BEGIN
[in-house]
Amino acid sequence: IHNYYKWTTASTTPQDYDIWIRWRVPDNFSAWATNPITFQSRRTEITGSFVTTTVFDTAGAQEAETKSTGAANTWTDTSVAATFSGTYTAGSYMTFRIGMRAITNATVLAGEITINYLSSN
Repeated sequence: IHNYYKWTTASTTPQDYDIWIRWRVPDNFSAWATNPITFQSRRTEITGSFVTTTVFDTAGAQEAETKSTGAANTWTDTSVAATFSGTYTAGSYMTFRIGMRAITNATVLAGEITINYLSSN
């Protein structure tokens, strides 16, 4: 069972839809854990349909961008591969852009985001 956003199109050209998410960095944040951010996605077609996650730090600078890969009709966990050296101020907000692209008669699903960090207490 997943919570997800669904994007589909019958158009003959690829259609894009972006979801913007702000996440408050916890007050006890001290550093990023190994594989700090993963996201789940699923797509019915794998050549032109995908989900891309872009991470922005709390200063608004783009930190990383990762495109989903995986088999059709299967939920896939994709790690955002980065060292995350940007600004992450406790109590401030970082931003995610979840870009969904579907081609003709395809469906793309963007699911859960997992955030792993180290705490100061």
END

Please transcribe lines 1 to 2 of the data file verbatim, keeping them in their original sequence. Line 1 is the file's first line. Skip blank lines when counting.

[in-house]
Amino acid sequence: IHNYYKWTTASTTPQDYDIWIRWRVPDNFSAWATNPITFQSRRTEITGSFVTTTVFDTAGAQEAETKSTGAANTWTDTSVAATFSGTYTAGSYMTFRIGMRAITNATVLAGEITINYLSSN